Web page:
Tags: david | goldberg | death | treadmill | injuries | exercise

David Goldberg's Death: Treadmill Injuries Surprisingly Common

By    |   Wednesday, 06 May 2015 10:44 AM

The death of Dave Goldberg, the chief executive of SurveyMonkey.com, from a head injury after he fell off an exercise treadmill while vacationing was characterized as a bizarre freak accident in some media reports that broke the news this week.

But, in fact, serious injuries involving exercise equipment — treadmills in particular — are among the most common that hospital emergency rooms treat across the country.

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According to the U.S. Consumer Product Safety Commission, treadmill-related injuries account for 24,000 emergency room visits each year. In addition, CPSC figures show:

• 460,000 people were treated at hospitals for injuries related to exercise in 2012 — the latest year for which complete statistics are available.
• While the vast majority — nearly 428,000 — were treated and released for minor injuries, 32,000 people were hospitalized or were dead on arrival.
• 62,700 injuries involved exercise equipment — including treadmills, weights, swimming pools, golf clubs, and trampolines.
• At least 30 reported deaths have been linked to the use of treadmills since 2003 — an average of about three a year.
• Most common exercise equipment-related injuries include broken bones, abrasions, head injuries, and people developing chest pain while working out on the machines.

Goldberg, 47, who was married to Facebook Inc. Chief Operating Officer Sheryl Sandberg, was at a resort in Punta Mita, Mexico, with family and friends at the time of his death Friday night.

Mexican government officials said he died of head trauma after he collapsed at the resort’s gym while exercising alone on a treadmill, hitting the back of his head. He reportedly suffered head trauma and hypovolemic shock from blood loss, according to a statement from the state attorney general’s office in Nayarit.

Efforts to revive him at the gym and at nearby San Javier Hospital in Nuevo Vallarta were unsuccessful and Goldberg died at the hospital, the attorney general’s office said.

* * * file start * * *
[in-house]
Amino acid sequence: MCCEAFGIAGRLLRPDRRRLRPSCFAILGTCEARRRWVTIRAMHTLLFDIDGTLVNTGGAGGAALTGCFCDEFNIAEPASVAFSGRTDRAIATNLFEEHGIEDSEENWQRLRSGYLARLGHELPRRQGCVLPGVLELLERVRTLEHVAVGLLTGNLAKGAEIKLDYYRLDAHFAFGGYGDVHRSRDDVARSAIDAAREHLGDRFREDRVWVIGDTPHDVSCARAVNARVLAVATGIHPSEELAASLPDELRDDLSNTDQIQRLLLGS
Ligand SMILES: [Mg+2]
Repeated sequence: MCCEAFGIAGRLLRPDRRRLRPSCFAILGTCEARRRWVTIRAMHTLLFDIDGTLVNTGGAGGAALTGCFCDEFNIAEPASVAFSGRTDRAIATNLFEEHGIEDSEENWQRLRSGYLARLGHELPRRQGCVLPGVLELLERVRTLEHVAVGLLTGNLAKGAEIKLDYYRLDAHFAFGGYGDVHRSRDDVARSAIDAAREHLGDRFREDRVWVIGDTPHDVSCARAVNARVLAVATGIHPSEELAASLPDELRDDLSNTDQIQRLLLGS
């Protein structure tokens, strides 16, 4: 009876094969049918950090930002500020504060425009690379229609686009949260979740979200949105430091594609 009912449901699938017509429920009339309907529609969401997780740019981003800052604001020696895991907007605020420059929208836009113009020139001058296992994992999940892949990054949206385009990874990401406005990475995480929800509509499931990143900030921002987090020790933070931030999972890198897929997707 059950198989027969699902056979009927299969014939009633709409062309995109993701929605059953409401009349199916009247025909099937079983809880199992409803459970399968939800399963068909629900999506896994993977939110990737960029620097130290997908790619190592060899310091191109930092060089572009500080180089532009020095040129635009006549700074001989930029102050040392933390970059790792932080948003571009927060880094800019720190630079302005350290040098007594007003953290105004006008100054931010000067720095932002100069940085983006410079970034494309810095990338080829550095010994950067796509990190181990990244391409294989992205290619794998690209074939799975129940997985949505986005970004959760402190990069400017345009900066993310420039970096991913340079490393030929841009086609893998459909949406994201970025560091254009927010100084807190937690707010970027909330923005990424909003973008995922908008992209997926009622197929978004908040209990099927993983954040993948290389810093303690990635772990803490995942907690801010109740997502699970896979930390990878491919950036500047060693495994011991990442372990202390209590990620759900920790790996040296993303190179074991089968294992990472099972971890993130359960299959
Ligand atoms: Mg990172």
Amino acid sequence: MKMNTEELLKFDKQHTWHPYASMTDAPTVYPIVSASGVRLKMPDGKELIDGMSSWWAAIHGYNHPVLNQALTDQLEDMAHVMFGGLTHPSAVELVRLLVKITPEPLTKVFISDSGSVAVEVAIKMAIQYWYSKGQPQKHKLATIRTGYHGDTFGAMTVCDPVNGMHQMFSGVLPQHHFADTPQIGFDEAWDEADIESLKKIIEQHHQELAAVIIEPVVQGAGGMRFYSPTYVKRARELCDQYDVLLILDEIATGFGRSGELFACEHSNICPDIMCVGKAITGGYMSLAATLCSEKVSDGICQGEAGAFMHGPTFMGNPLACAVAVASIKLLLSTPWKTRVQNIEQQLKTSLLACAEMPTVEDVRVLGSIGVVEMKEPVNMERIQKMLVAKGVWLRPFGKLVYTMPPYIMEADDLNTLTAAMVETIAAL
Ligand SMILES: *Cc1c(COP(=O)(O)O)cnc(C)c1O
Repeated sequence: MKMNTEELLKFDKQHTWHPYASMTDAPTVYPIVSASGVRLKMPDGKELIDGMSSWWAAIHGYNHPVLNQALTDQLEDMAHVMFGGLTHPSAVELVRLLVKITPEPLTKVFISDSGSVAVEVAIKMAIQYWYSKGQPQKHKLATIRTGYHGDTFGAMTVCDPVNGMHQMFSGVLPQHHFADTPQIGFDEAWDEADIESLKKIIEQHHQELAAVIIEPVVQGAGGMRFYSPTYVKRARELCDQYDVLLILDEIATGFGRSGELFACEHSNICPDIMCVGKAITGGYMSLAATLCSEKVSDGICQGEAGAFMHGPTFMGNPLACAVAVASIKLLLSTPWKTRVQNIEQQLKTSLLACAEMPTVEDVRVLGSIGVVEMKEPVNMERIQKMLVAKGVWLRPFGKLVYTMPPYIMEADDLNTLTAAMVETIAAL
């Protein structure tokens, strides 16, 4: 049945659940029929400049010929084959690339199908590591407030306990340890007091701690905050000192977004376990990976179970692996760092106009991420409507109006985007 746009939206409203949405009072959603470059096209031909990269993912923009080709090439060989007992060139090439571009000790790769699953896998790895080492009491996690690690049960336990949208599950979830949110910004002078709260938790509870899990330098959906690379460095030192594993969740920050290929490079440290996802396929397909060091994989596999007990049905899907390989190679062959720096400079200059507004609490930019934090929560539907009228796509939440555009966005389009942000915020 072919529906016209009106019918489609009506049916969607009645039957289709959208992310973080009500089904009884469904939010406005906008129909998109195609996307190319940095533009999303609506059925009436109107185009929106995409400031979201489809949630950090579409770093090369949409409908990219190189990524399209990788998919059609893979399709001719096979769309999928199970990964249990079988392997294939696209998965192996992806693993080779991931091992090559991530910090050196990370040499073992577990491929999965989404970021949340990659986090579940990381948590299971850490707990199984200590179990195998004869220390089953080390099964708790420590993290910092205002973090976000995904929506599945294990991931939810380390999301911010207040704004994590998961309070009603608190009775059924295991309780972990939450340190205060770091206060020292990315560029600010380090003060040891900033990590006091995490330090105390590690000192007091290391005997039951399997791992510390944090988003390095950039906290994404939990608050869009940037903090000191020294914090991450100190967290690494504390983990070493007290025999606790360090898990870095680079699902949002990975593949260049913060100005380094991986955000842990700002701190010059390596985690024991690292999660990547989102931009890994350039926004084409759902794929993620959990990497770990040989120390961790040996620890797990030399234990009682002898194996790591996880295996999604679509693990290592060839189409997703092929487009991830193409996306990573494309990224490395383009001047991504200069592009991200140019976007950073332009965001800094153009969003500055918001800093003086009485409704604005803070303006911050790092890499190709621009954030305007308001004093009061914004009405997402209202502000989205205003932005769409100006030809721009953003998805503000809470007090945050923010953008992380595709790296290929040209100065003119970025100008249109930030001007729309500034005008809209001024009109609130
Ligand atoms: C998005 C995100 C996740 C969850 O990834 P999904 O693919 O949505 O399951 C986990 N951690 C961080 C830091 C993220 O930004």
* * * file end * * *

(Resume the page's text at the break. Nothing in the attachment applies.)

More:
Earlier this year, Sen. Harry Reid, the Senate Democratic leader, also suffered a serious exercise equipment-related incident. He was hospitalized after he was reportedly propelled into a bathroom cabinet after a mishap with an exercise band.

The senator, 75, broke bones in his face and multiple ribs, and also sustained a concussion, and lost sight in his right eye.

According to the Centers for Disease Control and Prevention, millions of adults aged 65 and older fall each year and suffer moderate to severe injuries — such as hip fractures and head traumas.

Such injuries, which often result from exercise, can increase the risk of early death, the CDC reports. According to federal statistics:

• 1 in 3 seniors falls each year.
• Among older adults, falls are the leading cause of both fatal and nonfatal injuries.
• In 2013, 2.5 million nonfatal falls among older adults were treated in emergency departments and more than 734,000 people were hospitalized.
• In 2013, the direct medical costs of falls, adjusted for inflation, were $34 billion.
• Up to 30 percent of people who fall suffer moderate to severe injuries such as lacerations, hip fractures, and head traumas.
• Falls are the most common cause of traumatic brain injuries — and half of fatal falls among older adults are due to TBI.

Fortunately, falls are a public health problem that is largely preventable. To stay safe, health experts advise:

Chan Gannaway, a certified personal trainer and the fitness education director at Orangetheory Fitness, recommends the following tips for a safe treadmill training experience:
  • Work at a place where you feel under control.
  • Identify where the "emergency stop" button or cord is located.
  • Do not jump onto the rails while training on the treadmill.
  • Keep your eyes and head forward at all times. If you turn your head, your body tends to follow.
  • Do not leave your treadmill running to exit the treadmill for any reason.
It's also a good idea to exercise with a friend, and not alone; in case of an emergency someone can help you. You should also ask your doctor or pharmacist to review your medicines to identify those that may cause side effects, lightheadedness, dizziness, or drowsiness.

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The death of Dave Goldberg from a head injury after he fell off an exercise treadmill spotlights the risk of exercise equipment-related injuries, which are more common than you might think.
david, goldberg, death, treadmill, injuries, exercise
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2015-44-06
Wednesday, 06 May 2015 10:44 AM
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